Trump to host Russian foreign minister two years after controversial Oval Office meeting

When he last hosted the foreign minister, he divulged intelligence information.

WASHINGTON -- President Donald Trump on Tuesday planned to host Russia's foreign minister at the White House, two years after a similar meeting with the minister and Russia's ambassador to the United States ignited a firestorm.

Trump was scheduled to meet with Foreign Minister Sergey Lavrov in the Oval Office Tuesday, just hours after House Democrats announced they were unveiling two articles of impeachment against him for allegedly pressuring Ukraine to investigate his political rivals and attempting to obstruct Congress from investigating the matter.

A senior administration official said they would be joined by Secretary of State Mike Pompeo, with whom Lavrov would hold a press conference earlier in the day. The White House did not preview an agenda for the meeting.

When president Trump last met with Lavrov at the White House, in May 2017, he divulged intelligence information Israel had shared with the United States. Russia's ambassador to the United States at the time, Sergey Kislyak, also attended the meeting.

While the White House denied Trump had passed on any classified information, ABC News reported then that his sharing of the information jeopardized exposing an Israeli spy who provided the intelligence on an active ISIS plot.

While U.S. media was prevented from covering the meeting, a photographer from Russian state media made it inside; the White House said it believed he had been an official Russian photographer. The White House said Tuesday's meeting would be closed off to the press.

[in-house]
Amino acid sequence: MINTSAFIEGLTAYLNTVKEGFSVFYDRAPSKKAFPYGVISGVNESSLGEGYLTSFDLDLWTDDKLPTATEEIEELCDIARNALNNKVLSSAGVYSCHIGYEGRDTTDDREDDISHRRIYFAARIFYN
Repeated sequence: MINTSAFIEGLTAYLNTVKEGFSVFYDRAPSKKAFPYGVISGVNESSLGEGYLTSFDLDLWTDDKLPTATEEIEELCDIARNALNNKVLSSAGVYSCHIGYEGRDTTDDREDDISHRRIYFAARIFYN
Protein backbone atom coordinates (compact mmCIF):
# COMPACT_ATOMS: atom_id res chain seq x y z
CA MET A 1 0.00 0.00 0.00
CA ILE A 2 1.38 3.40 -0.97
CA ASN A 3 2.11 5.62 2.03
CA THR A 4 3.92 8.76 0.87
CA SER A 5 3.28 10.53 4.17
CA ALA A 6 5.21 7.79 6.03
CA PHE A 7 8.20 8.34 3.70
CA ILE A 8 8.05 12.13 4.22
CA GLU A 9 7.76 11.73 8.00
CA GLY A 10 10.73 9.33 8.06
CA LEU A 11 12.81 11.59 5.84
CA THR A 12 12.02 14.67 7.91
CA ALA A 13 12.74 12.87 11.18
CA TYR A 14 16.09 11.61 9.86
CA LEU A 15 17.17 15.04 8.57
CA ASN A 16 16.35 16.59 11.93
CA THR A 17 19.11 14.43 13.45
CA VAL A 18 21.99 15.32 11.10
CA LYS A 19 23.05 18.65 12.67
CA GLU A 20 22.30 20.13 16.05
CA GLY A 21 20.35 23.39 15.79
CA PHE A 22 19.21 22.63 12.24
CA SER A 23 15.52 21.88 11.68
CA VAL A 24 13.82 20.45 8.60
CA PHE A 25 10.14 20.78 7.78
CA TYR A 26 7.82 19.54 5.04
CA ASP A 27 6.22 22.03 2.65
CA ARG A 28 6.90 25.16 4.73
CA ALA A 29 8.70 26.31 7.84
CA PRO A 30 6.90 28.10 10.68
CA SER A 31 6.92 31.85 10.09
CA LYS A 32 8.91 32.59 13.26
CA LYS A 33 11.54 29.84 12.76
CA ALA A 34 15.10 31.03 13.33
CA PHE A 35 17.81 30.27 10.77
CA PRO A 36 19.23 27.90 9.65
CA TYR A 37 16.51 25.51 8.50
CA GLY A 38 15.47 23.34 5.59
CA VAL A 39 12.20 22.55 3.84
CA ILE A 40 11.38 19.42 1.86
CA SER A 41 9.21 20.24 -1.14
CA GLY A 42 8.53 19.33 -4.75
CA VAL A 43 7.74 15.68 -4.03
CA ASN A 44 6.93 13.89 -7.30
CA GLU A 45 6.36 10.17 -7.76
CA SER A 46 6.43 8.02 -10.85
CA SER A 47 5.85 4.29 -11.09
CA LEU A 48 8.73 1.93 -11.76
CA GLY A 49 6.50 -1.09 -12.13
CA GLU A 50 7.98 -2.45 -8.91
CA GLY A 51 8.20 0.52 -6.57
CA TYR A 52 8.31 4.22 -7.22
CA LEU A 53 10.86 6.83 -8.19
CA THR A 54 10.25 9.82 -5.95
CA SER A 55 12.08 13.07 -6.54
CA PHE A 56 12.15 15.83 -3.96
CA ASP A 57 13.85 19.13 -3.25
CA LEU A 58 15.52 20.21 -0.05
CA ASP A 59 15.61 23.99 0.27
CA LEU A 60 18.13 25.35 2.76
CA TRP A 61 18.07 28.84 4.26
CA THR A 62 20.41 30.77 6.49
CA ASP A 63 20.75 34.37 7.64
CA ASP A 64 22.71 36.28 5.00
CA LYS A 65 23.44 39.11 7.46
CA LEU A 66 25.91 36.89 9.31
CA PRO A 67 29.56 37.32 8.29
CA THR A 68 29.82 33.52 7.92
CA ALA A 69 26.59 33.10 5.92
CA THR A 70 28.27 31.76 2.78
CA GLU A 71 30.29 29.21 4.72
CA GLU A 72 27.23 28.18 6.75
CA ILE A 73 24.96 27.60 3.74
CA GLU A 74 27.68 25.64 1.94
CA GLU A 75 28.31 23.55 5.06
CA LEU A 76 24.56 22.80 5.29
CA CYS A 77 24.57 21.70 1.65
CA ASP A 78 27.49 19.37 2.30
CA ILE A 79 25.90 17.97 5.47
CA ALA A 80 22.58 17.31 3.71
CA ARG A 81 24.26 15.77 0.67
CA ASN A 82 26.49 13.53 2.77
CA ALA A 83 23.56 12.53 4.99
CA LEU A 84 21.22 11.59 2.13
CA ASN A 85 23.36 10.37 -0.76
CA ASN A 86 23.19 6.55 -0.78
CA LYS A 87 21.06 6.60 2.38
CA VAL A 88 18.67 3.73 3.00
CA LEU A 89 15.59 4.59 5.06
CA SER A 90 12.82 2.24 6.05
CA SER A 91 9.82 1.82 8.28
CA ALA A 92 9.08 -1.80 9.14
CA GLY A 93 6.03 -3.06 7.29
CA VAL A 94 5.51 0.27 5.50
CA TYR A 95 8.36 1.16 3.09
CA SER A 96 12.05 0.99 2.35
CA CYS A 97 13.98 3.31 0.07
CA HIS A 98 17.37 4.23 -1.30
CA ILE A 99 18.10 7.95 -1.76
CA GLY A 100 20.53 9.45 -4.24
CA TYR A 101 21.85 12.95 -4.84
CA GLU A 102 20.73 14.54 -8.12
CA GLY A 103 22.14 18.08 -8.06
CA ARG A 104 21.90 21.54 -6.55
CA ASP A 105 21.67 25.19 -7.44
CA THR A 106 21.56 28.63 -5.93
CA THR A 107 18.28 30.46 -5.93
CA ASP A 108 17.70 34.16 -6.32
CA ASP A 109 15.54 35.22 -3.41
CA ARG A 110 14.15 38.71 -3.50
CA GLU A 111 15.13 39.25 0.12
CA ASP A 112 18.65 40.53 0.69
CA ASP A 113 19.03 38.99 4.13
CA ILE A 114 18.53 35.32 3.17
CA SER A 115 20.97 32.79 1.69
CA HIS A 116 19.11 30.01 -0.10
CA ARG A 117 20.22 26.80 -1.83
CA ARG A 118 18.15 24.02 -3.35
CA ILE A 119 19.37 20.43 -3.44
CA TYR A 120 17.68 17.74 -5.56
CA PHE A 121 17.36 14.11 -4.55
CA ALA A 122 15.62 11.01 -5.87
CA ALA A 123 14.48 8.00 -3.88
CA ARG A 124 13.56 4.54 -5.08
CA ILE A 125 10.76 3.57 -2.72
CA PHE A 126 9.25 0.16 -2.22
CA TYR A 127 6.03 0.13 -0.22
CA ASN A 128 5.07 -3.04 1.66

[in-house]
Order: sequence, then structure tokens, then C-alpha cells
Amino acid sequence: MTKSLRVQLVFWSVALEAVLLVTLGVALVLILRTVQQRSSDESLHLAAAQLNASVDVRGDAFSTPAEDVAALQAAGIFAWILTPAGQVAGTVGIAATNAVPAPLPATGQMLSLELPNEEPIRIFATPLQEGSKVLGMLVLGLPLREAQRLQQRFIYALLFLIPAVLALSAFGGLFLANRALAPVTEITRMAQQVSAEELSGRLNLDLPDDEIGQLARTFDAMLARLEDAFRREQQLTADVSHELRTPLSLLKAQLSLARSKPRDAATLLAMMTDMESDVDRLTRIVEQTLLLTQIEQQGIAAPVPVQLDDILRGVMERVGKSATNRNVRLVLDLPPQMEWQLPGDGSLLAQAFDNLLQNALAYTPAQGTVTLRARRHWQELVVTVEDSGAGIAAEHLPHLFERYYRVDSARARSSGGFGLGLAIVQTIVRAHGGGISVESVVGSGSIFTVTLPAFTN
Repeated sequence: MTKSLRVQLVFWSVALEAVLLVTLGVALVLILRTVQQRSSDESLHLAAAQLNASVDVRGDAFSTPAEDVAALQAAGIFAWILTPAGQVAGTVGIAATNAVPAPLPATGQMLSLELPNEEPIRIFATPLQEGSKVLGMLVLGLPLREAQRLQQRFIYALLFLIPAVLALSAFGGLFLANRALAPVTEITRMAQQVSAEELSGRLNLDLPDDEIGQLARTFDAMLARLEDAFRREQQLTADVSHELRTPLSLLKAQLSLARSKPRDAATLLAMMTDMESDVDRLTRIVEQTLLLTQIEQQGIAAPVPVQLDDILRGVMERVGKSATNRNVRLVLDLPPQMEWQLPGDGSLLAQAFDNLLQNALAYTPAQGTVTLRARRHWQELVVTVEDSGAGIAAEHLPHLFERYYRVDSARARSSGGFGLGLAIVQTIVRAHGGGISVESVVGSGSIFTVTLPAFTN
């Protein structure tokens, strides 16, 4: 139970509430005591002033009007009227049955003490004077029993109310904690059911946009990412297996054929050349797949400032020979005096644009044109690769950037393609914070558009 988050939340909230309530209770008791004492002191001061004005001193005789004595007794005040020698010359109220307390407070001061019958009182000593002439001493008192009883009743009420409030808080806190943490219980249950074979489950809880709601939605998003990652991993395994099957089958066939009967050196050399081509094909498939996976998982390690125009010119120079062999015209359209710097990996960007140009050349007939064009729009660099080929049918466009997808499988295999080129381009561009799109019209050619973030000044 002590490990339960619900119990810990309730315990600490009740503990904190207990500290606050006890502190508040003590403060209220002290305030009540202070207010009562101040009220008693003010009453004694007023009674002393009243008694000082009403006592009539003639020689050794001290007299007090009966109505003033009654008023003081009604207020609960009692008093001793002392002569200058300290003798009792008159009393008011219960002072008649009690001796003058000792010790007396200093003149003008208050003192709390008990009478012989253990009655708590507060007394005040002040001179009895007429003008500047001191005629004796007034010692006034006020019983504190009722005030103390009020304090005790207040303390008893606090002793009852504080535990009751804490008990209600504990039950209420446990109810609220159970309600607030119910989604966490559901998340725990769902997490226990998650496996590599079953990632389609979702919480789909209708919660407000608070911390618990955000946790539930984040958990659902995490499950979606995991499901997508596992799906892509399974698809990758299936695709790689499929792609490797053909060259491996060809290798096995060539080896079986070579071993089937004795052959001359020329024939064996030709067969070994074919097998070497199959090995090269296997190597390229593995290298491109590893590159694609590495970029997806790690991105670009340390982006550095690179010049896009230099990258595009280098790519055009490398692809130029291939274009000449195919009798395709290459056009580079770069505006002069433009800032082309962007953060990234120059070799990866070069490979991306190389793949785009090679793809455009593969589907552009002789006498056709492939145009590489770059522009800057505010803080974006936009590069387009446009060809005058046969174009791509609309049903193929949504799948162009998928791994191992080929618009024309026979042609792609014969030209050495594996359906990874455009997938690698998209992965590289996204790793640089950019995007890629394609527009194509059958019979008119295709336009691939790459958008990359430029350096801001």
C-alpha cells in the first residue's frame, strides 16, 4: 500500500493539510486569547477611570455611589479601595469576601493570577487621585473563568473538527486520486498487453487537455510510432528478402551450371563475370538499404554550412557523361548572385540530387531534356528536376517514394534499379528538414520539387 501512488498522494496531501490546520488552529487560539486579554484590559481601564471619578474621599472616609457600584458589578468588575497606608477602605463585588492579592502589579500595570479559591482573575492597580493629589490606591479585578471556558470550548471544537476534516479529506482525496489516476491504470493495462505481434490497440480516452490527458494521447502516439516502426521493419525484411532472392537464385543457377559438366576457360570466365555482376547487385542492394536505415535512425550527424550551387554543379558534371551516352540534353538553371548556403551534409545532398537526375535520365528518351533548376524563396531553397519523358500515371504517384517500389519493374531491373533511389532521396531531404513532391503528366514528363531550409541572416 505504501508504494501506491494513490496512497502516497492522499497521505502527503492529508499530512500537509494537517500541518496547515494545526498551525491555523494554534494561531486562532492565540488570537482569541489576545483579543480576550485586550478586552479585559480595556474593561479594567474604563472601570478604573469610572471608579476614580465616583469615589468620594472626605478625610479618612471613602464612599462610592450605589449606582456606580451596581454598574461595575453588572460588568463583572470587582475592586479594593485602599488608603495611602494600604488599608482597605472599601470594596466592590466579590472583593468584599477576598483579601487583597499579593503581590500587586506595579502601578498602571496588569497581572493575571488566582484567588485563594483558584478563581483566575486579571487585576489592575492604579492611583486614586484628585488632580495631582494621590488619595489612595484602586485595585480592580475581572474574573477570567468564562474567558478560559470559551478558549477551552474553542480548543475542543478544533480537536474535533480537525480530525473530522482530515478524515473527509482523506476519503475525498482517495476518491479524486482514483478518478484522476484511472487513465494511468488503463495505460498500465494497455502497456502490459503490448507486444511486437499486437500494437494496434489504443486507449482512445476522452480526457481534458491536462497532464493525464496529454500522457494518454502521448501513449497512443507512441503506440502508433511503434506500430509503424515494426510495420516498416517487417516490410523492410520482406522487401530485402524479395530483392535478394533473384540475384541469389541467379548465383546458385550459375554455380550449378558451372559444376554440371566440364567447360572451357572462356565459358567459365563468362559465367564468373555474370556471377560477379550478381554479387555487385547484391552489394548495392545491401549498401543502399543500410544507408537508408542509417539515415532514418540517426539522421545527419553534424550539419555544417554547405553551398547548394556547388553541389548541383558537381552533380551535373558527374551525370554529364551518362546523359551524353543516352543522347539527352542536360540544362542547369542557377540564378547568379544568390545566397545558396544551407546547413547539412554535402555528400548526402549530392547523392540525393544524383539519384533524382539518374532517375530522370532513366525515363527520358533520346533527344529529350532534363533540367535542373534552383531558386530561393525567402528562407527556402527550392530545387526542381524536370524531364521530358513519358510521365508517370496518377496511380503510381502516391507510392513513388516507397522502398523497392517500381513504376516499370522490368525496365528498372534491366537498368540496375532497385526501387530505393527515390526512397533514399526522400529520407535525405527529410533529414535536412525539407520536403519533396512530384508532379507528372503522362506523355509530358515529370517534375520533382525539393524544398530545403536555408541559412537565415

The 2017 meeting also came one day after Trump fired then-FBI Director James Comey, which prompted calls for a special counsel to investigate Russian interference into the 2016 election and possible collusion with Trump's campaign.

A week after the meeting, The New York Times reported that, according to a document summarizing the meeting, Trump had told Lavrov and Kislyak that firing Comey removed "great pressure."

“I just fired the head of the FBI. He was crazy, a real nut job,” Trump said, according to the document, the Times reported. “I faced great pressure because of Russia. That’s taken off.” The White House at the time did not not deny to ABC News that Trump made the comments.

Ahead of Tuesday's meeting, Trump signaled frustration with the FBI director he had selected to replace Comey, Christopher Wray, after Wray in an interview with ABC News endorsed the findings in a report by the Department of Justice's inspector general that found the origins of the FBI's investigation into Russian interference in the 2016 election were proper. Wray also said that he had "no information that indicates that Ukraine interfered with the 2016 presidential election" -- a debunked conspiracy theory pushed by Trump and some of his Republican allies.

"I don’t know what report current Director of the FBI Christopher Wray was reading, but it sure wasn’t the one given to me," Trump tweeted. "With that kind of attitude, he will never be able to fix the FBI, which is badly broken despite having some of the greatest men & women working there!"

When he chose Wray to lead the FBI in 2017, Trump praised him as "a man of impeccable credentials."

While the White House did not explain the rationale behind the timing of Lavrov's Tuesday visit to the White House, a number of issues have for years strained the U.S.-Russia relationship -- a determination by U.S. intelligence agencies that Russia interfered in the 2016 U.S. election to help Trump chief among them.

The high-profile visit will play to Russia's interests in dividing Americans in a polarized time, particularly considering the ongoing impeachment inquiry in the House, Heather Conley, the director of the Center for Strategic and International Studies' Europe program, told ABC News.

It also throws into stark contrast the divergence between Trump's predilection for engagement with Russia and Congress's generally more hawkish approach, she said.

"Considering the tensions in the relationship with Russia, it just seems absolutely unnecessary for the President to meet with a foreign minister," Conley said. "If business needs to be conducted, it could happen, certainly, at the foreign minister level."